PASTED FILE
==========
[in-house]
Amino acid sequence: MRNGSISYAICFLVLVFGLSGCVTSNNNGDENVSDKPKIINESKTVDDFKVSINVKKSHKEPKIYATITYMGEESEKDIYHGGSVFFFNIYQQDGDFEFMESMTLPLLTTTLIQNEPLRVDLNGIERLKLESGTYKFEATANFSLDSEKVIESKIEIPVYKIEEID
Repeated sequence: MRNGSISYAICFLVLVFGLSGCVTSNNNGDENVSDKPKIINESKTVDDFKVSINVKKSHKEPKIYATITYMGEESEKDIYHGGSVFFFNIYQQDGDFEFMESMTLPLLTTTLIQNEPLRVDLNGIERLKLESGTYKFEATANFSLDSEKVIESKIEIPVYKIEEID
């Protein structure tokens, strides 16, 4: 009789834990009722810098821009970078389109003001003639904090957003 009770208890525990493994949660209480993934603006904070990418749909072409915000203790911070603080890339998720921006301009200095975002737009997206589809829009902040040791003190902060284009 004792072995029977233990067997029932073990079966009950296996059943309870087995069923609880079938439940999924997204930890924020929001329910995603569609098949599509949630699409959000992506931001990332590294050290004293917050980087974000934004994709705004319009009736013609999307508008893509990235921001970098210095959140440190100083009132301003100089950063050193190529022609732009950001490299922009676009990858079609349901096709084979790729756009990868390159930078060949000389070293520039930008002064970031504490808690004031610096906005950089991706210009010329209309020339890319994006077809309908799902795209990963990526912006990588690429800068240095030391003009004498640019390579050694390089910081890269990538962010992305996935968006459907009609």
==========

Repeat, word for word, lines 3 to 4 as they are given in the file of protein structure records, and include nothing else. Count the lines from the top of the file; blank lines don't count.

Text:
Repeated sequence: MRNGSISYAICFLVLVFGLSGCVTSNNNGDENVSDKPKIINESKTVDDFKVSINVKKSHKEPKIYATITYMGEESEKDIYHGGSVFFFNIYQQDGDFEFMESMTLPLLTTTLIQNEPLRVDLNGIERLKLESGTYKFEATANFSLDSEKVIESKIEIPVYKIEEID
């Protein structure tokens, strides 16, 4: 009789834990009722810098821009970078389109003001003639904090957003 009770208890525990493994949660209480993934603006904070990418749909072409915000203790911070603080890339998720921006301009200095975002737009997206589809829009902040040791003190902060284009 004792072995029977233990067997029932073990079966009950296996059943309870087995069923609880079938439940999924997204930890924020929001329910995603569609098949599509949630699409959000992506931001990332590294050290004293917050980087974000934004994709705004319009009736013609999307508008893509990235921001970098210095959140440190100083009132301003100089950063050193190529022609732009950001490299922009676009990858079609349901096709084979790729756009990868390159930078060949000389070293520039930008002064970031504490808690004031610096906005950089991706210009010329209309020339890319994006077809309908799902795209990963990526912006990588690429800068240095030391003009004498640019390579050694390089910081890269990538962010992305996935968006459907009609």